Thou­sands salute Bush on fi­nal train ride

The Mercury (Pottstown, PA) - - FRONT PAGE - By No­maan Mer­chant, Juan A. Lozano and Will Weis­sert

COL­LEGE STA­TION, TEXAS >> Thou­sands waved and cheered along the route as fu­neral train No. 4141 — for the 41st pres­i­dent — car­ried Ge­orge H.W. Bush’s re­mains to their fi­nal rest­ing place on Thurs­day, his last jour­ney as a week of na­tional re­mem­brance took on a de­cid­edly per­sonal feel in an emo­tional home state farewell.

Some peo­ple laid coins along the tracks that wound through small town Texas so a 420,000-pound lo­co­mo­tive pulling the na­tion’s first fu­neral train in nearly half a cen­tury could crunch them into sou­venirs. Oth­ers snapped pic­tures or crowded for views so close that po­lice he­li­copters over­head had to warn them back. El­e­men­tary stu­dents hoisted a ban­ner sim­ply read­ing “THANK YOU.”

The scenes rem­i­nis­cent of a by­gone era fol­lowed the more somber tone of a fu­neral ser­vice at a Hous­ton church, where Bush’s for­mer sec­re­tary of state and con­fi­dant for decades, James Baker, ad­dressed him as “jefe,” Span­ish for “boss.” At times chok­ing back tears, Baker praised Bush as “a beau­ti­ful hu­man be­ing” who had “the courage of a war­rior. But when the time came for pru­dence, he main­tained the greater courage of a peace­maker.”

Baker also of­fered Bush as a con­trast to to­day’s di­vi­sive, some­times vit­ri­olic pol­i­tics, say­ing that his “wish for a kinder, gen­tler na­tion was not a cyn­i­cal po­lit­i­cal slo­gan. It came hon­est and un­guarded from his soul.”

“The world be­came a bet­ter place be­cause Ge­orge Bush oc­cu­pied the White House for four years,” said Baker.

As the post-fu­neral mo­tor­cade car­ry­ing Bush’s re­mains later sped down a closed high­way from the church to the train sta­tion, con­struc­tion work­ers on all lev­els of an un­fin­ished build­ing paused to watch. A man sit­ting on a Fer­ris wheel near the aquar­ium waved.

Bush’s body was later loaded onto a spe­cial train fit­ted with clear sides so peo­ple could catch a glimpse of the cas­ket as it rum­bled by. The train trav­eled about 70 miles — the first pres­i­den­tial fu­neral train jour­ney since Dwight D. Eisenhower’s re­mains went from Wash­ing­ton to his na­tive Kansas 49 years ago — to the fam­ily plot on the grounds of Bush’s pres­i­den­tial li­brary at Texas A&M Univer­sity. Bush’s fi­nal rest­ing place is along­side his wife, Bar­bara, and Robin Bush, the daugh­ter they lost to leukemia at age 3.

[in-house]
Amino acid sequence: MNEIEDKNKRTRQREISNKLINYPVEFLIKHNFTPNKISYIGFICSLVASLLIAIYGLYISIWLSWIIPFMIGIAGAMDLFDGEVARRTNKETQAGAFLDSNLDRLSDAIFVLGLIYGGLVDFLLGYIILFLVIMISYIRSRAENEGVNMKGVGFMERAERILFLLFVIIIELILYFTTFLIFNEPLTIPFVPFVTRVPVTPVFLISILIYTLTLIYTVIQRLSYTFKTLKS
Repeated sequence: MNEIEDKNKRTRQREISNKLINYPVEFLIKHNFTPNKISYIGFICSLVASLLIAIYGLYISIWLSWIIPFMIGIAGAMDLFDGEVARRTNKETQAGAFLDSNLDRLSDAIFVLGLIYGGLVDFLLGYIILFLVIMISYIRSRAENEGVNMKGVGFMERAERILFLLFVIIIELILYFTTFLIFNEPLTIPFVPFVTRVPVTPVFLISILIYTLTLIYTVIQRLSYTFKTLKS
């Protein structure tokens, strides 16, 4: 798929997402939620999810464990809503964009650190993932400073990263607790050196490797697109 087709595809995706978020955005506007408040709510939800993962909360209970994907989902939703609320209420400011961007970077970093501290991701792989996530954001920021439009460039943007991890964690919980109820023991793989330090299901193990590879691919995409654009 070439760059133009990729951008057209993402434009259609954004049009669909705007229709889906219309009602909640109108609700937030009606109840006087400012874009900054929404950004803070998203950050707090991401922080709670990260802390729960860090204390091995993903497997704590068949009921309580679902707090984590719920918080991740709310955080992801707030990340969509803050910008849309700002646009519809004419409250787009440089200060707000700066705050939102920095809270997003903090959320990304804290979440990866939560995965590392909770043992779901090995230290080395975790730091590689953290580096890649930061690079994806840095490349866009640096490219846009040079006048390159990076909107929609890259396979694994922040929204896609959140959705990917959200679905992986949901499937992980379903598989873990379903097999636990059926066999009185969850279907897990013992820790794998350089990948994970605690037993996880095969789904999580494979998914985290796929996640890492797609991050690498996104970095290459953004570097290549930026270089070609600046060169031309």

In the town of Pine­hurst, 55-year-old Doug Allen left eight coins on the tracks be­fore the train passed — three quar­ters, three dimes and two pen­nies. The train left the coins flat­tened and slightly dis­col­ored.

“It’s some­thing we’ll al­ways keep,” Allen said.

Andy Gor­don, 38, took his 6-year-old daugh­ter, Ad­di­son, out of school so she and her 3-year-old sis­ter, Ashtyn, could see the train pass.

“Hope­fully, my chil­dren will re­mem­ber the sig­nif­i­cance and the mean­ing of to­day,” Gor­don said. Ad­di­son was car­ry­ing two small Amer­i­can flags in her hand.

The train ar­rived in Col­lege Sta­tion in the late af­ter­noon with a mil­i­tary band play­ing “Hail to the Chief” and then Texas A&M’s “Ag­gie War Hymn.”

About 2,100 cadets in their tan dress uni­forms with jack­ets and ties and knee-high boots waited for hours on a cold, gray day to line the road —known as Bar­bara Bush Drive— to the Bush li­brary’s front doors. The U.S. Navy con­ducted a 21 strike fighter fly­over, a salute to the World War II Navy pi­lot, fol­lowed by a 21-gun can­non salute on the ground.

DAVID J. PHILLIP — THE AS­SO­CI­ATED PRESS

The flag-draped cas­ket of for­mer Pres­i­dent Ge­orge H.W. Bush is car­ried by a joint ser­vices mil­i­tary honor guard Thurs­day in Spring, Texas, as it is placed on a Union Pa­cific train.

GER­ALD HER­BERT — THE AS­SO­CI­ATED PRESS

Peo­ple pay their re­spects as the train car­ry­ing the cas­ket of for­mer Pres­i­dent Ge­orge H.W. Bush passes through Nava­sota, Texas Thurs­day.

Newspapers in English

Newspapers from USA

© PressReader. All rights reserved.